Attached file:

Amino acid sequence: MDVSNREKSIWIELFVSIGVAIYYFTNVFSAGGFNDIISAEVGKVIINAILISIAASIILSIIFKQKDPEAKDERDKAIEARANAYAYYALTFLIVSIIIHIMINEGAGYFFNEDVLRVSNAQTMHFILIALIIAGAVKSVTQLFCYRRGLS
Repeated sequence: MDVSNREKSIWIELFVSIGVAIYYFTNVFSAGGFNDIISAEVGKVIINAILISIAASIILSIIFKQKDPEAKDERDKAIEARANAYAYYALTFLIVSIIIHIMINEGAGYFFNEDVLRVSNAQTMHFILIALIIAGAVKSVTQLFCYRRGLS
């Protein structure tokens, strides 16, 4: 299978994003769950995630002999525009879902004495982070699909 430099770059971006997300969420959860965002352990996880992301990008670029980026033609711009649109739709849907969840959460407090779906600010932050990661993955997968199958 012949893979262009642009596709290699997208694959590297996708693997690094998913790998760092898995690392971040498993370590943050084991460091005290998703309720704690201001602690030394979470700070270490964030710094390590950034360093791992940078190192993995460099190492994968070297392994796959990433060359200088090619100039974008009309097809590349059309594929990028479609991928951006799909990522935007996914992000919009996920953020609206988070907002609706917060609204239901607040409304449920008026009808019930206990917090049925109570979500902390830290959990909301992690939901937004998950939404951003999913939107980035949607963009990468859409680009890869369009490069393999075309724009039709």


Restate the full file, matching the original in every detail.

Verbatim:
Amino acid sequence: MDVSNREKSIWIELFVSIGVAIYYFTNVFSAGGFNDIISAEVGKVIINAILISIAASIILSIIFKQKDPEAKDERDKAIEARANAYAYYALTFLIVSIIIHIMINEGAGYFFNEDVLRVSNAQTMHFILIALIIAGAVKSVTQLFCYRRGLS
Repeated sequence: MDVSNREKSIWIELFVSIGVAIYYFTNVFSAGGFNDIISAEVGKVIINAILISIAASIILSIIFKQKDPEAKDERDKAIEARANAYAYYALTFLIVSIIIHIMINEGAGYFFNEDVLRVSNAQTMHFILIALIIAGAVKSVTQLFCYRRGLS
């Protein structure tokens, strides 16, 4: 299978994003769950995630002999525009879902004495982070699909 430099770059971006997300969420959860965002352990996880992301990008670029980026033609711009649109739709849907969840959460407090779906600010932050990661993955997968199958 012949893979262009642009596709290699997208694959590297996708693997690094998913790998760092898995690392971040498993370590943050084991460091005290998703309720704690201001602690030394979470700070270490964030710094390590950034360093791992940078190192993995460099190492994968070297392994796959990433060359200088090619100039974008009309097809590349059309594929990028479609991928951006799909990522935007996914992000919009996920953020609206988070907002609706917060609204239901607040409304449920008026009808019930206990917090049925109570979500902390830290959990909301992690939901937004998950939404951003999913939107980035949607963009990468859409680009890869369009490069393999075309724009039709």